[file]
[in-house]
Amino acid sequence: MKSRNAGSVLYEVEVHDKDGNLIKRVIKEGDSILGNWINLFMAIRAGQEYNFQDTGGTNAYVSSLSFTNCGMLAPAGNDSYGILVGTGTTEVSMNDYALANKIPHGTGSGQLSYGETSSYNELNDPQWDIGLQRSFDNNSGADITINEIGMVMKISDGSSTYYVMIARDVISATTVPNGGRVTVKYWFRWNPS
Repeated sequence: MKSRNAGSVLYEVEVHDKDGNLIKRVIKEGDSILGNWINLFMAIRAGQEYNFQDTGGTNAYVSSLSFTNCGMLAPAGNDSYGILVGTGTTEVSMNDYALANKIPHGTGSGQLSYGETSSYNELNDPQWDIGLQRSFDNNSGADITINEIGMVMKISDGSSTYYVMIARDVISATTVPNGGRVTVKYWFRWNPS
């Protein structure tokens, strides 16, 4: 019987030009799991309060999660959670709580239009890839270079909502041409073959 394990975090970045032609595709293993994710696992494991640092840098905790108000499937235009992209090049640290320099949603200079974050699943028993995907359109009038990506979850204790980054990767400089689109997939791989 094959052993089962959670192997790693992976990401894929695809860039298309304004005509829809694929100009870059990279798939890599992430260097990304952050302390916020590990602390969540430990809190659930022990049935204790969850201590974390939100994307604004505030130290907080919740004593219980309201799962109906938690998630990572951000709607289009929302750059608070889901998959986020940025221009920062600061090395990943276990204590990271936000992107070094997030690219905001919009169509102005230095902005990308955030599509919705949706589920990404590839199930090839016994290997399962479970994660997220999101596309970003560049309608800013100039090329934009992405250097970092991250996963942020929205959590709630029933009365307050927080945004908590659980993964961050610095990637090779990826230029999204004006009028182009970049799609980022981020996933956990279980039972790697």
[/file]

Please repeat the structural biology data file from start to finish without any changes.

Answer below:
[in-house]
Amino acid sequence: MKSRNAGSVLYEVEVHDKDGNLIKRVIKEGDSILGNWINLFMAIRAGQEYNFQDTGGTNAYVSSLSFTNCGMLAPAGNDSYGILVGTGTTEVSMNDYALANKIPHGTGSGQLSYGETSSYNELNDPQWDIGLQRSFDNNSGADITINEIGMVMKISDGSSTYYVMIARDVISATTVPNGGRVTVKYWFRWNPS
Repeated sequence: MKSRNAGSVLYEVEVHDKDGNLIKRVIKEGDSILGNWINLFMAIRAGQEYNFQDTGGTNAYVSSLSFTNCGMLAPAGNDSYGILVGTGTTEVSMNDYALANKIPHGTGSGQLSYGETSSYNELNDPQWDIGLQRSFDNNSGADITINEIGMVMKISDGSSTYYVMIARDVISATTVPNGGRVTVKYWFRWNPS
């Protein structure tokens, strides 16, 4: 019987030009799991309060999660959670709580239009890839270079909502041409073959 394990975090970045032609595709293993994710696992494991640092840098905790108000499937235009992209090049640290320099949603200079974050699943028993995907359109009038990506979850204790980054990767400089689109997939791989 094959052993089962959670192997790693992976990401894929695809860039298309304004005509829809694929100009870059990279798939890599992430260097990304952050302390916020590990602390969540430990809190659930022990049935204790969850201590974390939100994307604004505030130290907080919740004593219980309201799962109906938690998630990572951000709607289009929302750059608070889901998959986020940025221009920062600061090395990943276990204590990271936000992107070094997030690219905001919009169509102005230095902005990308955030599509919705949706589920990404590839199930090839016994290997399962479970994660997220999101596309970003560049309608800013100039090329934009992405250097970092991250996963942020929205959590709630029933009365307050927080945004908590659980993964961050610095990637090779990826230029999204004006009028182009970049799609980022981020996933956990279980039972790697």